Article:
5.      Israeli interests and Israel’s influence on American interests. From Israel’s perspective, the priority is not to protect a people being slaughtered on a daily basis but rather to minimise the impact of regime change on Israeli security.

6.      Domestic concerns: The US’s reluctance to take the lead in calling for a halt to violence, largely due to the upcoming presidential elections. Obama is looking to secure a second term and does not need the complications that will result from escalating his involvement in Syria.

7.      Economic reasons: The economic crisis in the EU and US and its impact on the international community’s willingness to foot the bill for military intervention in Syria.

8.      Sole focus on military intervention: The focus of the Syrian opposition and the international community on military intervention, which is undesirable in the current situation, is preventing them from exploring other forms of intervention.

All this is true, yet it does not excuse the international community’s unwillingness to shoulder its duty to the Syrian people. The international community is more than capable of overcoming its reservations if it senses a real threat to its security or its interests. In Libya, for instance, the international community took the decision to intervene militarily comparatively quickly, despite the objections of both Russia and China. Yet now they seem incapable of passing a Security Council resolution simply because it presents a direct threat to the interests of certain states while offering others an opportunity.

IV. The Syrian revolution

The international community tends to justify its failure by pointing to the lack of a unified opposition or a viable political alternative to the Assad regime and the Russian and Chinese veto in the Security Council. The debate over the Syrian crisis is always being sidelined by such details, when in fact it should be focussed on the reality of a population that faces death daily for demanding the basic rights of freedom, justice and equality.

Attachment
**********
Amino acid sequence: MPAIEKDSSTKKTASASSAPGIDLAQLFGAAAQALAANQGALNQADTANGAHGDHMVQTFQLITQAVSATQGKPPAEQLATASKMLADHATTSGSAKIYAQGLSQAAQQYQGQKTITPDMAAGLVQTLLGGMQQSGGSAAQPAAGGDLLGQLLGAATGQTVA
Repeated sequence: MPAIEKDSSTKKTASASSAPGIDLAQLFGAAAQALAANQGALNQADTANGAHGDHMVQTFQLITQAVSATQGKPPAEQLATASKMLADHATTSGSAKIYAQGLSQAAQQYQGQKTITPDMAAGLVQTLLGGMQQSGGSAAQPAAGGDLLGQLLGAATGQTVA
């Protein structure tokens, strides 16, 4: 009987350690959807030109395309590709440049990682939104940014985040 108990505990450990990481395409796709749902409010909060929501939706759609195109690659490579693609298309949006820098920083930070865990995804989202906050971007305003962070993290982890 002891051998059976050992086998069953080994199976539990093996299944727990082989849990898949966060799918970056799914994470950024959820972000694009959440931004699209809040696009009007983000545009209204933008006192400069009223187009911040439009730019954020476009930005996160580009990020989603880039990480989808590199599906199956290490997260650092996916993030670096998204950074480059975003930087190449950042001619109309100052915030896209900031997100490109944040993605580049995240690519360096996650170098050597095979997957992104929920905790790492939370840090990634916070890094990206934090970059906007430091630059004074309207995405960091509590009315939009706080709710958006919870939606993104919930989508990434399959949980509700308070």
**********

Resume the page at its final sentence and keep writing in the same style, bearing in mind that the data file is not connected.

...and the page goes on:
This should be the essence of the issue, yet it is mostly ignored by international actors. They choose to concentrate on their fears, most of which involve comparing Syria with other Arab states such as Libya and Iraq. They express concerns about the potential for civil war and engage in doom-laden speculation and analysis based for the most part on ignorance of what is already taking place in Syria. These fears are only enhanced by the increasing tendency of the Western and Arab media to portray the revolution as sectarian and Salafist.

Yet all these political complexities, all these worrying projections of the country’s future, are by and large a direct product of, on the one hand, the regime’s increasingly repressive actions and excessive use of violence, and on the other, the international community’s unwillingness to lend support to the revolution and its legitimate demands. Of course, the traditional Syrian opposition must also bear some responsibility for failing to rise to the occasion and unite in order to provide a clear focus for international efforts to aid the Syrian people. It has failed to produce a convincing discourse or a clear road map for a post-Assad dispensation.

The regime’s continued use of violence against its people and the traditional opposition’s weakness and inability to reform itself, have made Syrians feel isolated and abandoned to their fate by the Arab and international communities.[7] This makes it inevitable that some Syrians will choose to take up arms against the regime. But despite this, Syrians still believe that arms alone will not bring Assad down, and so they continue with their non-violent demonstrations.

As for the Islamization of the revolution, this can be best understood as a phase. The vast majority of Syrians are Sunni Muslims, whose religiosity is conventional, traditional and apolitical. In other words: moderate, open-minded and tolerant of ethnic, religious and sectarian diversity. Sectarian diversity has been part of the Syrian landscape for hundreds of years and has remained untouched by political, economic and cultural change. Contrary to his claims, Assad is not the protector of minorities; rather, it is the Syrian people themselves.